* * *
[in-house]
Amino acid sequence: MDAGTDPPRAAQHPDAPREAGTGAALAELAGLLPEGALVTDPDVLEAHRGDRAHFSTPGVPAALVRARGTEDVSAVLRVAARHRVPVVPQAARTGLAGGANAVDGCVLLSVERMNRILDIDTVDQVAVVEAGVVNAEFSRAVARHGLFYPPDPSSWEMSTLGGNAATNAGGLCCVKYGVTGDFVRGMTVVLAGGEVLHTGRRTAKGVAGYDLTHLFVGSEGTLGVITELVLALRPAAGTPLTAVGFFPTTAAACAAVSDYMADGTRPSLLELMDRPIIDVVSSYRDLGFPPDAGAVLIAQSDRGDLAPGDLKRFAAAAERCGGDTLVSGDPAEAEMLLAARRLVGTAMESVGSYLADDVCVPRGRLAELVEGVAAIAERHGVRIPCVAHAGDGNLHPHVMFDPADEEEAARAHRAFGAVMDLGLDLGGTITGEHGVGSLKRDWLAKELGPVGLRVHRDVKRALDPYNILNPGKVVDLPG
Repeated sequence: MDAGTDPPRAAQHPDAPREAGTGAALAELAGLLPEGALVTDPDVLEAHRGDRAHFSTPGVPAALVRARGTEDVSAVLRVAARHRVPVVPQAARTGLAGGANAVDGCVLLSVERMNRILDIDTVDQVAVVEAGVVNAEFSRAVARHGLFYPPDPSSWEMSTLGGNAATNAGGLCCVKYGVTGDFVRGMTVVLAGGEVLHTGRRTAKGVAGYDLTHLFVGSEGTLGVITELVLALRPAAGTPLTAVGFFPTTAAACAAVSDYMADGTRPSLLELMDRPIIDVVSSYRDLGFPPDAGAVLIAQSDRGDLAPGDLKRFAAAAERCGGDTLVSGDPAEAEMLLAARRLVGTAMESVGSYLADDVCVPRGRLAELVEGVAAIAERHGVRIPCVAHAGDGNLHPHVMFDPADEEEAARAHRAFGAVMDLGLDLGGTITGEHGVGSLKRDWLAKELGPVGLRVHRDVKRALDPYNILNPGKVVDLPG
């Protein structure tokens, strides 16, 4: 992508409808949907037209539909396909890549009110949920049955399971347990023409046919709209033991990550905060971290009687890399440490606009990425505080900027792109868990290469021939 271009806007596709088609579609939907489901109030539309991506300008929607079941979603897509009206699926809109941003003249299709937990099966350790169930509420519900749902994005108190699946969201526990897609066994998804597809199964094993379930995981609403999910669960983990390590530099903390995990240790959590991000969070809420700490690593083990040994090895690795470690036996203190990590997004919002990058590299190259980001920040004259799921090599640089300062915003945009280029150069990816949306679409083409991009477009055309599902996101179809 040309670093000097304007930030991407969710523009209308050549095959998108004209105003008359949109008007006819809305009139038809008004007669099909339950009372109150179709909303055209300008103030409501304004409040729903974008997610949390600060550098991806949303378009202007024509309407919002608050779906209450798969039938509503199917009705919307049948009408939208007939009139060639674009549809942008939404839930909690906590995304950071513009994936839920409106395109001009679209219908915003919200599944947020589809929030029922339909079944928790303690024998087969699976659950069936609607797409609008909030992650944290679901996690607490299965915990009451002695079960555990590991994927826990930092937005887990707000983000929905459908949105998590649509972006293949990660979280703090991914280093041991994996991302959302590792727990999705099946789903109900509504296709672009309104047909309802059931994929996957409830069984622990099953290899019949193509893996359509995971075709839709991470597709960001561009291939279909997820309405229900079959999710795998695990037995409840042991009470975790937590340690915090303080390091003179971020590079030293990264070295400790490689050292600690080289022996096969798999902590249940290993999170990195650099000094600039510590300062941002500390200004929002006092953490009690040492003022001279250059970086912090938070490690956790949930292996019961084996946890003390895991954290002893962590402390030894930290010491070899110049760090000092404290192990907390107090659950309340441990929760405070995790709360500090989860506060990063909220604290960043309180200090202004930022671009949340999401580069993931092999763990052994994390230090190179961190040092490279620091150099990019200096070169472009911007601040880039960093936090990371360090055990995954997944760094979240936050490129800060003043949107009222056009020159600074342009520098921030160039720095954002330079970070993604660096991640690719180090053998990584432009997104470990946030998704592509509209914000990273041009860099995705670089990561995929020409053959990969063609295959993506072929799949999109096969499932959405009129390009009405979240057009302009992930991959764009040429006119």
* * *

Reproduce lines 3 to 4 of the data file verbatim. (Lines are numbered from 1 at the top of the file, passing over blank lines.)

Repeated sequence: MDAGTDPPRAAQHPDAPREAGTGAALAELAGLLPEGALVTDPDVLEAHRGDRAHFSTPGVPAALVRARGTEDVSAVLRVAARHRVPVVPQAARTGLAGGANAVDGCVLLSVERMNRILDIDTVDQVAVVEAGVVNAEFSRAVARHGLFYPPDPSSWEMSTLGGNAATNAGGLCCVKYGVTGDFVRGMTVVLAGGEVLHTGRRTAKGVAGYDLTHLFVGSEGTLGVITELVLALRPAAGTPLTAVGFFPTTAAACAAVSDYMADGTRPSLLELMDRPIIDVVSSYRDLGFPPDAGAVLIAQSDRGDLAPGDLKRFAAAAERCGGDTLVSGDPAEAEMLLAARRLVGTAMESVGSYLADDVCVPRGRLAELVEGVAAIAERHGVRIPCVAHAGDGNLHPHVMFDPADEEEAARAHRAFGAVMDLGLDLGGTITGEHGVGSLKRDWLAKELGPVGLRVHRDVKRALDPYNILNPGKVVDLPG
């Protein structure tokens, strides 16, 4: 992508409808949907037209539909396909890549009110949920049955399971347990023409046919709209033991990550905060971290009687890399440490606009990425505080900027792109868990290469021939 271009806007596709088609579609939907489901109030539309991506300008929607079941979603897509009206699926809109941003003249299709937990099966350790169930509420519900749902994005108190699946969201526990897609066994998804597809199964094993379930995981609403999910669960983990390590530099903390995990240790959590991000969070809420700490690593083990040994090895690795470690036996203190990590997004919002990058590299190259980001920040004259799921090599640089300062915003945009280029150069990816949306679409083409991009477009055309599902996101179809 040309670093000097304007930030991407969710523009209308050549095959998108004209105003008359949109008007006819809305009139038809008004007669099909339950009372109150179709909303055209300008103030409501304004409040729903974008997610949390600060550098991806949303378009202007024509309407919002608050779906209450798969039938509503199917009705919307049948009408939208007939009139060639674009549809942008939404839930909690906590995304950071513009994936839920409106395109001009679209219908915003919200599944947020589809929030029922339909079944928790303690024998087969699976659950069936609607797409609008909030992650944290679901996690607490299965915990009451002695079960555990590991994927826990930092937005887990707000983000929905459908949105998590649509972006293949990660979280703090991914280093041991994996991302959302590792727990999705099946789903109900509504296709672009309104047909309802059931994929996957409830069984622990099953290899019949193509893996359509995971075709839709991470597709960001561009291939279909997820309405229900079959999710795998695990037995409840042991009470975790937590340690915090303080390091003179971020590079030293990264070295400790490689050292600690080289022996096969798999902590249940290993999170990195650099000094600039510590300062941002500390200004929002006092953490009690040492003022001279250059970086912090938070490690956790949930292996019961084996946890003390895991954290002893962590402390030894930290010491070899110049760090000092404290192990907390107090659950309340441990929760405070995790709360500090989860506060990063909220604290960043309180200090202004930022671009949340999401580069993931092999763990052994994390230090190179961190040092490279620091150099990019200096070169472009911007601040880039960093936090990371360090055990995954997944760094979240936050490129800060003043949107009222056009020159600074342009520098921030160039720095954002330079970070993604660096991640690719180090053998990584432009997104470990946030998704592509509209914000990273041009860099995705670089990561995929020409053959990969063609295959993506072929799949999109096969499932959405009129390009009405979240057009302009992930991959764009040429006119």